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Wednesday, February 20, 2019  Spokane, Washington  Est. May 19, 1883
Partly Cloudy Day 33° Partly Cloudy
Sports >  Outdoors

Fishing Opening Day traditions run generations deep

A rookie angler celebrates catching his first trout on opening day off the docks at Fishtrap Lake Resort.
A rookie angler celebrates catching his first trout on opening day off the docks at Fishtrap Lake Resort.

It’s no secret that Saturday is the opening day of Washington’s lowland lake trout fishing season. Some families have opening day perpetually marked on their calendar, as they have for generations.

They know the table will be set.

Washington Department of Fish and Wildlife fisheries staff has been working since last year to stock more than 16 million trout and kokanee sizes in 562 lakes throughout the state.

The fish range from a few humongous brood stock and a lot of catchable-size fish to be harvested immediately, to tons of small fry that will grow naturally in the lake and be ready to treat anglers this fall or next year.

Some of the state’s best trout fishing lakes are close to Spokane, including Clear, Fish, Fishtrap, West Medical and Williams.

Many trout lakes in the northeast corner of the state also are good bets on opening day. They include Cedar, Rocky, Starvation and Waitts lakes in Stevens County; Ellen Lake in Ferry County, and Diamond and Marshall lakes in Pend Oreille County.

Having covered the event for 35 years, I’m constantly reminded of the family traditions built around opening day. It’s not uncommon to see three generations of family members in boats or at docks or campgrounds at the region’s lakeside resorts.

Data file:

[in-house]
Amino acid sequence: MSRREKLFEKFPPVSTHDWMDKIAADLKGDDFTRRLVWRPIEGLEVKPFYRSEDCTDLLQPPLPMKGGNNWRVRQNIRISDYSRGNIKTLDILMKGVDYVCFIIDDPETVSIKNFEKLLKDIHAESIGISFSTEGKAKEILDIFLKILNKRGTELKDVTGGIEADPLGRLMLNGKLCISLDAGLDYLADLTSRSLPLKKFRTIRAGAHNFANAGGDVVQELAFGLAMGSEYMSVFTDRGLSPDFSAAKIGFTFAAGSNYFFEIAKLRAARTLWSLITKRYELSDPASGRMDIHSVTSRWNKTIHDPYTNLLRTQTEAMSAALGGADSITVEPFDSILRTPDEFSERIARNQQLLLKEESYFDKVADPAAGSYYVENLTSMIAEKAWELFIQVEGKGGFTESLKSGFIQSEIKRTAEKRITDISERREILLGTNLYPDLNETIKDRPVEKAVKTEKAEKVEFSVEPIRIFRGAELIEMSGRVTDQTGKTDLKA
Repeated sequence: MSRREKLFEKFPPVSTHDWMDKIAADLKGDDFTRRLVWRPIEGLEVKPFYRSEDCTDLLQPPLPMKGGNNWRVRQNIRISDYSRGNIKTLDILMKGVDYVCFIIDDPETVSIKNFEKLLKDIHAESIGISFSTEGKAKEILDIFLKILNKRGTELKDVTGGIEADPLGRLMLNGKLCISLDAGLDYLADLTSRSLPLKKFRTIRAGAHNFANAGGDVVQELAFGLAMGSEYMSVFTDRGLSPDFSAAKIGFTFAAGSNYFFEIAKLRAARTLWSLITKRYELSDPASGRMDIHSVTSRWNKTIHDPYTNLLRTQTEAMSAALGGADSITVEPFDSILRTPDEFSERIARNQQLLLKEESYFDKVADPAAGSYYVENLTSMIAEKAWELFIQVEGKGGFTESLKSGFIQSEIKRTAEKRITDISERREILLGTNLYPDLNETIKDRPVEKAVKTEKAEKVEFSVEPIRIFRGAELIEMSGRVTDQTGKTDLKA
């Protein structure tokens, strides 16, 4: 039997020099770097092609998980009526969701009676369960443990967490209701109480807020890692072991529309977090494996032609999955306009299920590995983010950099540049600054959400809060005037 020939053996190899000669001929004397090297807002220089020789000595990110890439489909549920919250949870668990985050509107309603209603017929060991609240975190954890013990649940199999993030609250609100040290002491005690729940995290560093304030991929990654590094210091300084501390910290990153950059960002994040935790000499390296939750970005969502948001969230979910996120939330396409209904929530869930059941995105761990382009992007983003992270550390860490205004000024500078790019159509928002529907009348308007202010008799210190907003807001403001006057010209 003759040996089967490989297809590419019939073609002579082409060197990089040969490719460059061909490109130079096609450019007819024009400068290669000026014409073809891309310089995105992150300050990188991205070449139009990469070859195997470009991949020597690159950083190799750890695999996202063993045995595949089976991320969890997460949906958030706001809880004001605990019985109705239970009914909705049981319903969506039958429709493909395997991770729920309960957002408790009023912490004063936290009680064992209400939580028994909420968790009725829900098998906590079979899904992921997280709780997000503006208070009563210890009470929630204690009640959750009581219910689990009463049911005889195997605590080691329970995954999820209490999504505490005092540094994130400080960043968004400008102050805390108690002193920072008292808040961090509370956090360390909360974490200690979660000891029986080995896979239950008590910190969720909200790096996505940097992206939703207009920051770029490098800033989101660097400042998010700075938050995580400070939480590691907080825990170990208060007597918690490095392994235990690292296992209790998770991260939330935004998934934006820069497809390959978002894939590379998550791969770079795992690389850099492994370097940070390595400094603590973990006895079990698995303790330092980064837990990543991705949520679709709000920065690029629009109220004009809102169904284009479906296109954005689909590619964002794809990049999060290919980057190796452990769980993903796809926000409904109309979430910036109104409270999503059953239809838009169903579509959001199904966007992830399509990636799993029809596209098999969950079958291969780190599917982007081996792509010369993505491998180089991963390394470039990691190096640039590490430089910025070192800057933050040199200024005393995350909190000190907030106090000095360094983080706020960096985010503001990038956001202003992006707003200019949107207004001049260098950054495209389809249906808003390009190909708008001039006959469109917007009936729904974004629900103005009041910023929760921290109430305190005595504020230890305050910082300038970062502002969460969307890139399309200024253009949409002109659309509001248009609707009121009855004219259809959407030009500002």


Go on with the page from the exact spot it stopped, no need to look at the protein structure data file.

Most of the faithful have a favorite lake and a preferred fishing spot they return to every April.

The fish catching is a small but critical part of a weekend celebration worthy of holiday status.

“Our family’s been coming here for 51 years,” said Cory Horntvedt, 22, as he fished from the Fishtrap Lake docks on opening day 2013. His uncle of the same name nodded his head.

Conversation drifted from how deep they should be fishing to their military deployments.

“That’s the only time I didn’t come here for opening day: when I was in Afghanistan,” said Ty Bates, Horntvedt’s stepbrother.

“We buried Grandpa’s ashes next to the lake over there in the trees,” Horntvedt said.

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